The opinion of the court was delivered by: Honorable Paul A. Crotty, United States District Judge
The facts of this case are fully set forth in Kottler et al., v. Deutsche Bank AG et al., 607 F.Supp.2d 447 (S.D.N.Y. 2009). Briefly stated, in the late 1990s and early 2000s, KPMG, an accounting firm, and Brown & Wood, a law firm, created and sold an illegal tax shelter known as Bond-Linked Issue Premium Structure ("BLIPS") to a group of high net-worth clients seeking to shelter at least $20 million in capital gains. Following this Court's Opinion and Order dated January 9, 2009, Plaintiffs' maintain claims of: (i) conspiracy to defraud; (ii) aiding and abetting fraud; (iii) aiding and abetting breach of fiduciary duty; and (iv) unjust enrichment. Id. at 469-70.
Plaintiffs Mark Kottler, Karen S. Long, and Robert E. Long ("Plaintiffs") now move for: (i) class certification pursuant to Fed. R. Civ. P. Rules 23(a) and 23(b)(3), consisting of all persons and entities who entered into BLIPS transactions in which KPMG and/or Brown & Wood issued opinion letters on the tax consequences of the transactions, and (ii) an order appointing Cohen Milstein Sellers & Toll PLLC ("Cohen Milstein") as Class Counsel under Fed. R. Civ. P. 23(g). The Court denies the motion for class certification, mooting the motion to appoint Class Counsel.
Class Certification Requirements
To certify a class, a plaintiff must satisfy the four requirements of Rule 23(a): numerosity, commonality, typicality, and adequacy of representation. Two additional showings must be made by plaintiffs under Rule 23(b)(3): predominance (whether law or fact questions common to the class predominate over questions affecting individual members) and superiority (whether class action is superior to other methods). Fed. R. Civ. P. 23(b)(3).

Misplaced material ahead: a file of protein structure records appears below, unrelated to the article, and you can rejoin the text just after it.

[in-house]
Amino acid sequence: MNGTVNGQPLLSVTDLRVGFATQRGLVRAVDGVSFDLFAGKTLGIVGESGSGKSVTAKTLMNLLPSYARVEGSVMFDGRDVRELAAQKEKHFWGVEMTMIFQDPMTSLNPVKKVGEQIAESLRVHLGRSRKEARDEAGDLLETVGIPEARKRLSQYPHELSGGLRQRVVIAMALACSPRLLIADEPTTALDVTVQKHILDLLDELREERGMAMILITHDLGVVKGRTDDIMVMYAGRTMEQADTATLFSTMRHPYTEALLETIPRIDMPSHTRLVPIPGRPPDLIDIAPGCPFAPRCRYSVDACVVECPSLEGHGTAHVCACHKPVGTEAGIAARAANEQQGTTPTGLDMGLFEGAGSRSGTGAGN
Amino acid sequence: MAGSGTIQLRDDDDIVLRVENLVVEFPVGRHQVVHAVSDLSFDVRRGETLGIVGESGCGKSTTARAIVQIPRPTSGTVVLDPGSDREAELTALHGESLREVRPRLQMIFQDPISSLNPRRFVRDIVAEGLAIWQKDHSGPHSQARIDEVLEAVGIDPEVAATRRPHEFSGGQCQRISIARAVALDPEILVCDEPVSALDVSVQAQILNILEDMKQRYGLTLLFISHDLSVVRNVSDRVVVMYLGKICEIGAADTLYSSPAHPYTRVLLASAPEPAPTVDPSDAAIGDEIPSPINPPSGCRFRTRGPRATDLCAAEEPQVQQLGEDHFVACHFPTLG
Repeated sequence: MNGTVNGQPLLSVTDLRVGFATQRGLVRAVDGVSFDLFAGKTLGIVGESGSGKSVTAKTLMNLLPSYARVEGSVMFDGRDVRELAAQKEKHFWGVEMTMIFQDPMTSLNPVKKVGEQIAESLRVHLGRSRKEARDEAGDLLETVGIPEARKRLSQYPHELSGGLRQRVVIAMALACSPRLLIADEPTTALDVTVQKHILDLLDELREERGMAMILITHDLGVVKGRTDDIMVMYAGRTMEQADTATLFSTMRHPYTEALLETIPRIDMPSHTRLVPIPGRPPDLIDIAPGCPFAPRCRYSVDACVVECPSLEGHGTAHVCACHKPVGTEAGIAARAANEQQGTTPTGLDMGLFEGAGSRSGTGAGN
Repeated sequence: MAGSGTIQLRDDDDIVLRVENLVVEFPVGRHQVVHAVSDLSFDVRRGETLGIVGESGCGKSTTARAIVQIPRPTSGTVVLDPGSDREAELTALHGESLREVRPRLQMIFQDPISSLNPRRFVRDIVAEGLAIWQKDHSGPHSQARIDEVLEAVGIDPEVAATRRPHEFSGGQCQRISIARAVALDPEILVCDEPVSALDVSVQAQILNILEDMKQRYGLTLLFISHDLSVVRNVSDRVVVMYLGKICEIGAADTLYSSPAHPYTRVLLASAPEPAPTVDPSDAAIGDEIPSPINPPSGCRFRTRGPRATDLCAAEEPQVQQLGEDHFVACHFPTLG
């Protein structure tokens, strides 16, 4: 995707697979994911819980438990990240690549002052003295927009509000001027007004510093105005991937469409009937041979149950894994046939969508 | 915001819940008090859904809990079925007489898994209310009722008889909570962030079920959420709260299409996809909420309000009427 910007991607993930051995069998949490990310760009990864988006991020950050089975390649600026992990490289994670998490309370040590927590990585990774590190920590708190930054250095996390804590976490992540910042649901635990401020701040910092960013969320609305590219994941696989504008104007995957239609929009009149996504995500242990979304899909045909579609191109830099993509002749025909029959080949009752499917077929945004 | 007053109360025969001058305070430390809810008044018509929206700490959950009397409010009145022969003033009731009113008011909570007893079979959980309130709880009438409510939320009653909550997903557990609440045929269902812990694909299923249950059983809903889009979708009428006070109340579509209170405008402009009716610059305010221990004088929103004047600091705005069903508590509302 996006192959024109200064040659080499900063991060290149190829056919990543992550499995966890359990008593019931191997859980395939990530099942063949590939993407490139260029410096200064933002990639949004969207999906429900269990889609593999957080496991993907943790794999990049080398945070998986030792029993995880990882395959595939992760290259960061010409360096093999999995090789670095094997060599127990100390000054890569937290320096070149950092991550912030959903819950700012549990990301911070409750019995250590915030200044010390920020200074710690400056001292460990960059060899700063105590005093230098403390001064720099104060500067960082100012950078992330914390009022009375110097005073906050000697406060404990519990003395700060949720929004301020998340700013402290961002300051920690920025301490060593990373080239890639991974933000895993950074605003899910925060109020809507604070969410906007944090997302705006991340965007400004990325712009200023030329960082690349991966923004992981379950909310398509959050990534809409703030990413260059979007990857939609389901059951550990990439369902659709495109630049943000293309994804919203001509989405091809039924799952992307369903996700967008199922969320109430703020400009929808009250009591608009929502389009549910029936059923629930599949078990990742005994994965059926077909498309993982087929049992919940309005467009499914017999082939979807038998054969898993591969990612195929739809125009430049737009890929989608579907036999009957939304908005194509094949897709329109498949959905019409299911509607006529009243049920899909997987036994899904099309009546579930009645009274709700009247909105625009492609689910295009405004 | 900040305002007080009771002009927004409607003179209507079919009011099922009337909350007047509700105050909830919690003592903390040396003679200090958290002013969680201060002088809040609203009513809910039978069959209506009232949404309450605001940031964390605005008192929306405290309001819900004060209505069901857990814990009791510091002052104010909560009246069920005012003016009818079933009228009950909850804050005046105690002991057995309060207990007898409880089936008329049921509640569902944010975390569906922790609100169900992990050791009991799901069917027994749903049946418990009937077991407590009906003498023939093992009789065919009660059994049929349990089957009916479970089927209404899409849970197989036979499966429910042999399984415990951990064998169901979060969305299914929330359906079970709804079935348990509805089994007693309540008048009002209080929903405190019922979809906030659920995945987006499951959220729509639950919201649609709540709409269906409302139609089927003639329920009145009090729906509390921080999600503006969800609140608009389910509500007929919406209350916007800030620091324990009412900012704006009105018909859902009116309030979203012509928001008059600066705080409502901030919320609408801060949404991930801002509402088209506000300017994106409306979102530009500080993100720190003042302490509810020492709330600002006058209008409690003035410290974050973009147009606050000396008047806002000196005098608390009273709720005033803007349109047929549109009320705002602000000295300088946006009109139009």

The current standards for Rule 23 class certification in this Circuit are set forth in In re Initial Public Offering Securities Litigation, 471 F.3d 24 (2006):
(1) a district judge may certify a class only after making determinations that each of the Rule 23 requirements has been met; (2) such determinations can be made only if the judge resolves factual disputes relevant to each Rule 23 requirement and finds that whatever underlying facts are relevant to a particular Rule 23 requirement have been established and is persuaded to rule, based on the relevant facts and the applicable legal standard, that the requirement is met; (3) the obligation to make such determinations is not lessened by overlap between a Rule 23 requirement and a merits issue, even a merits issue that is identical to a Rule 23 requirement; (4) in making such determinations, a district judge should not assess any aspect of the merits unrelated to a Rule 23 requirement; and (5) a district judge has ample discretion to circumscribe both the extent of discovery concerning Rule 23 requirements and the extent of a hearing to determine whether such requirements are met in order to assure that a class certification motion does not become a pretext for a partial trial of the merits.
Plaintiffs satisfy the four requirements of Rule 23(a): numerosity, commonality, typicality and adequacy of representation.
A class of more than 40 members presumptively satisfies the numerosity requirement of Rule 23(a). Torres v. Gristede's Operating Corp., 2006 U.S. Dist. LEXIS 74039, at *38-39 (S.D.N.Y. Sept. 28, 2006). Plaintiffs point to over 180 members allegedly injured as a result of their participation in BLIPS; in fact, the U.S. Senate conducted an investigation of the fraud underlying the claims in this case and found that there are at least 186 persons who may fall within the definition of the proposed class. See Report pf the Permanent Subcommittee on Investigations of the U.S. Senate Homeland Security and Governmental Affairs Committee on "The Role of Professional Firms in the U.S. Tax Shelter Industry", at 16, 22 (April 13, 2005) (the "Senate Report"). Accordingly, Plaintiffs' action satisfies the numerosity requirement of Rule 23(a).
"The commonality requirement is met if plaintiffs' grievances share a common question of law or fact." Gristede's, 2006 U.S. Dist. LEXIS 74039, at *39. Plaintiffs and all Class members were allegedly victimized by a fundamentally identical scheme to sell BLIPS, and each Class member was similarly injured as a result of participation in that scheme. Defendants' promotions were based on fraudulent misrepresentations and omissions common throughout the Class. This common factual nucleus ...